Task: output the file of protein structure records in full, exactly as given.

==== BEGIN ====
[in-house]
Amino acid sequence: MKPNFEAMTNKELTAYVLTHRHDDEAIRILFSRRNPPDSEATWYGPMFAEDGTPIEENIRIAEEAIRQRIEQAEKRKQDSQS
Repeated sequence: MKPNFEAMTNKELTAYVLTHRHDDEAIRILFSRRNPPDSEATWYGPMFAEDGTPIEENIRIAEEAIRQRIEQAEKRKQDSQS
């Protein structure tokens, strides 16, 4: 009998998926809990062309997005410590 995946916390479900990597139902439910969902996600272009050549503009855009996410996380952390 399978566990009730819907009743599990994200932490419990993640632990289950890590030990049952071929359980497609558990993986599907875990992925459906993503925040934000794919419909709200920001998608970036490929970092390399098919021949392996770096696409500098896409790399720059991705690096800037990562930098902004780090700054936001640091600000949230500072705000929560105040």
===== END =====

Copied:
[in-house]
Amino acid sequence: MKPNFEAMTNKELTAYVLTHRHDDEAIRILFSRRNPPDSEATWYGPMFAEDGTPIEENIRIAEEAIRQRIEQAEKRKQDSQS
Repeated sequence: MKPNFEAMTNKELTAYVLTHRHDDEAIRILFSRRNPPDSEATWYGPMFAEDGTPIEENIRIAEEAIRQRIEQAEKRKQDSQS
């Protein structure tokens, strides 16, 4: 009998998926809990062309997005410590 995946916390479900990597139902439910969902996600272009050549503009855009996410996380952390 399978566990009730819907009743599990994200932490419990993640632990289950890590030990049952071929359980497609558990993986599907875990992925459906993503925040934000794919419909709200920001998608970036490929970092390399098919021949392996770096696409500098896409790399720059991705690096800037990562930098902004780090700054936001640091600000949230500072705000929560105040």